Isa rushes into the bedroom and say, “Oy! She’s fixed already! That’s good because Barbie’s getting lonely for her friend.”

She looks at me. “Have you been crying Ma?”

“No, there’s just dust in my eyes. What’s the name of this doll?”

“I haven’t baptized her yet, but Mano Kurt says that her name’s Black Beauty.”

I laugh and tell her to call the doll Anna.

“Okay. Oh, Ma, here’s your magazine. The newsboy just delivered it.”

She goes out bringing the doll and I start to leaf through the magazine. My eyes widen when I come to the article on Amor Seco – the nation’s leading woman painter. I read that she would be holding an exhibit at the mall tomorrow entitled – The Many Faces of Eve. I go on to read the whole story and find out that she is looking for a woman named Anna who had posed for many of the paintings in the collection. She wanted to buy back some of the sketches that she had given her. I take note of the time when the exhibit would open and start looking for the brown envelop in a treasure chest I have kept all these years.

I go to the mall the next day and study all the beautiful paintings on exhibit. There is a portrait of Anna looking the way she did when she gave me the brown envelop – a bit pensive but radiating a smile that one will always remember.

I wait for the painter who is holding a press conference. When it ends, she invites me to lunch at a nearby restaurant and makes me tell her Anna’s story. She gets teary eyed at the tragic end of her beautiful model. Afterwards, she asks for the envelop and looks at the sketches. She gets some of them and then hands me a check. I return it to her after seeing the big amount written, but she insists, saying that the sketches are rightfully mine. As I leave, she asks me to write Anna’s story. She will be publishing a coffeetable book of her paintings and she wants her story to be in it.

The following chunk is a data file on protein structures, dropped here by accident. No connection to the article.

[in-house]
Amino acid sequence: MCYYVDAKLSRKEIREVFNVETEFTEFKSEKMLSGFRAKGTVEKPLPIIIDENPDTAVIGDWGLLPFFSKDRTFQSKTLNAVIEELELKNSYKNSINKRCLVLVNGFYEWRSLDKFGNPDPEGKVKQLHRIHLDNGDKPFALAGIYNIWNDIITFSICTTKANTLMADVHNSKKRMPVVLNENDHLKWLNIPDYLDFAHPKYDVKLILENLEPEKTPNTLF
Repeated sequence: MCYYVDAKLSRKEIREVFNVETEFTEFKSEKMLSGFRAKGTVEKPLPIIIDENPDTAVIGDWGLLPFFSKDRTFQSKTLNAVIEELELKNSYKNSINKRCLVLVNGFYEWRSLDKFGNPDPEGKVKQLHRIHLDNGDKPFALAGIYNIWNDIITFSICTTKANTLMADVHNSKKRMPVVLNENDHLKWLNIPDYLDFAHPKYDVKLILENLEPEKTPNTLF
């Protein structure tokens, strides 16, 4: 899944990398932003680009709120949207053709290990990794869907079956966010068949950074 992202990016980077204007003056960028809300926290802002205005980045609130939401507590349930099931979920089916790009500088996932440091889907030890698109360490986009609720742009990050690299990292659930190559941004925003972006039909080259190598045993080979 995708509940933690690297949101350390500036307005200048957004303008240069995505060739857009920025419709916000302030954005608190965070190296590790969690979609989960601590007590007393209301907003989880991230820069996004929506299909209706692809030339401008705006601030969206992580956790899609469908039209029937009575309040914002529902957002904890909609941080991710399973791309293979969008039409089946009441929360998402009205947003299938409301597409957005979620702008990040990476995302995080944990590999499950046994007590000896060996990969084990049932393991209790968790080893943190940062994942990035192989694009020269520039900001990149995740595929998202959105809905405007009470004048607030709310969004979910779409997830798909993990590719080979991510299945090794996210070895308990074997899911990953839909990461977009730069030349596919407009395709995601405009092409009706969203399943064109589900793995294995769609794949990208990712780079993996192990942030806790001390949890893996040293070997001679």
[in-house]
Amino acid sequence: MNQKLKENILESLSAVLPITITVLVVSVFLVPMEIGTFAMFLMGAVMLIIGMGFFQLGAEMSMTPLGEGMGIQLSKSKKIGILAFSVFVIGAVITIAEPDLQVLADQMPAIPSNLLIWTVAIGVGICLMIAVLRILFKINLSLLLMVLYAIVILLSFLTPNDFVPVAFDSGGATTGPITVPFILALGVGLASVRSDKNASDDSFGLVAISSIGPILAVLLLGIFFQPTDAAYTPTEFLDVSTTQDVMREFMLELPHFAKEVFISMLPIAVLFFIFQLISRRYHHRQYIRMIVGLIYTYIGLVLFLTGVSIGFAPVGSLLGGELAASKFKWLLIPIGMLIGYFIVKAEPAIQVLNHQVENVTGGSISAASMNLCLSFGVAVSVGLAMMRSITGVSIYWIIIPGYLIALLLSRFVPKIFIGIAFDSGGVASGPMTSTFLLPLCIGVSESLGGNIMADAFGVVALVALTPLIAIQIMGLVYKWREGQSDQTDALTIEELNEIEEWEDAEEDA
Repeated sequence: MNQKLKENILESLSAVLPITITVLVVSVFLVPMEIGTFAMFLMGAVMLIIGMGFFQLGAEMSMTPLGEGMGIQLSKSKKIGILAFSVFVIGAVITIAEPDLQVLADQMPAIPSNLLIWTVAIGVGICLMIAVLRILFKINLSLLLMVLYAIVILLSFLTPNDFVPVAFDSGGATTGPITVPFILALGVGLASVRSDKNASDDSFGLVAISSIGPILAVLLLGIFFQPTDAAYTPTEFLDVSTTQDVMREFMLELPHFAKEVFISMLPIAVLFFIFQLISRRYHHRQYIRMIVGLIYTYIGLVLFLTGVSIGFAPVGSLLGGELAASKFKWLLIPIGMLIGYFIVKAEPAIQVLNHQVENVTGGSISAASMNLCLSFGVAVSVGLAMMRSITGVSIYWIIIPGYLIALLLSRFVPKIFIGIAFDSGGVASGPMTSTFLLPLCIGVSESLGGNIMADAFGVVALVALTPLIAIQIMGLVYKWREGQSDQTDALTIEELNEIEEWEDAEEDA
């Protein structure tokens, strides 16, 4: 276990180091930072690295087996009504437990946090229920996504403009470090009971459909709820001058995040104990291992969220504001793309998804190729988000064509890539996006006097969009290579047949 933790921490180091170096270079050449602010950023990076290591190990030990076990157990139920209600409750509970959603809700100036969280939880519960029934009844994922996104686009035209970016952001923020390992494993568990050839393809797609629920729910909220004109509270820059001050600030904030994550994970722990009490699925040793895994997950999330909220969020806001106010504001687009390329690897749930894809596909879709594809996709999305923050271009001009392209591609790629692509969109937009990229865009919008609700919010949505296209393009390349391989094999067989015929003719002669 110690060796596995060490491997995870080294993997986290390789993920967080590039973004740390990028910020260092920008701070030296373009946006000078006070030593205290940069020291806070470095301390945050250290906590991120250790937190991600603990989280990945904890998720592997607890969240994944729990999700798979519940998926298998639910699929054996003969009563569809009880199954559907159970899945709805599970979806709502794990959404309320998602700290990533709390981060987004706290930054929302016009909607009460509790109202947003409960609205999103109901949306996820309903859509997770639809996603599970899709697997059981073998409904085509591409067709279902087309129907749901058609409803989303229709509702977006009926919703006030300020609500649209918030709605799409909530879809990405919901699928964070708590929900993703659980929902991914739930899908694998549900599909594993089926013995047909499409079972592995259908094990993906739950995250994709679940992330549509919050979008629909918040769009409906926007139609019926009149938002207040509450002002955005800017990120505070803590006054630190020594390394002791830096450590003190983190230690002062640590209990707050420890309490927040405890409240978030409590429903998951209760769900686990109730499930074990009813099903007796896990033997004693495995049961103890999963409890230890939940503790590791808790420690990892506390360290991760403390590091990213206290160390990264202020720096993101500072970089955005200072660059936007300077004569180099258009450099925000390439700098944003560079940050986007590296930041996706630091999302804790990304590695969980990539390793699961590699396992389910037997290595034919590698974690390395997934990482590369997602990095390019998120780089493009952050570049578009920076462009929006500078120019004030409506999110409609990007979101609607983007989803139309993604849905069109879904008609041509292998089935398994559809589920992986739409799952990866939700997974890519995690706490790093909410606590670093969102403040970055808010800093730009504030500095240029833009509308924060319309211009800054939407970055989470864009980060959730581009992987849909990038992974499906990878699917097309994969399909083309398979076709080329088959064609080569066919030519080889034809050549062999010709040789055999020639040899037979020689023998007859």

So I thank her and tell her that I would be going back to our city. I planned to seek out Anna’s tomb and have it fixed. I would have masses and novenas said for her, too. These are but small gestures for my friend – Anna.

I take a last look at her portrait and couldn’t help but feel the irony of life – the circumstance which caused her death, is the very same one that is going to keep her alive.

*  *  *

(originally written in the Waray language….)


8 Responses to "Telling Tales"

Excellent story Meldy. Rich in tradition and culture. Damo nga salamat!

The version in Waray is more textual – if you have the patience to read the original, just tell me.

I enjoyed reading the short story Ding. Lovely story, well written. It’s almost like reading Shakepeare’s Othello. The transition to the flashback is well crafted. The beginning and end connects. Great writing!

I’d like to read the Waray version please.

Congratulations again.

thanks Dinah – I needed that…. I just hope that the judges of the short story contest that I submitted it to will also feel the same way. 🙂
This is my first real attempt at short story writing and I had the nerve to send it as an entry (the Waray version….)
I’ll send the MS of that in an e-mail. I’ll probably post it here later on.

Your story reads with authenticity and sincerity. Any truth to it? Best of luck with the contest and thanks for Shari g it with us.
Joy Bellis

The story is fiction, Joy.
thanks for coming by. I’m happy to share my work with you and the others in class.

Hello,I just want to ask who is the real author of this because it is very important to us to know the authors background because it’s part of our project.That’s all thank you

I am the real author. Thanks for reading.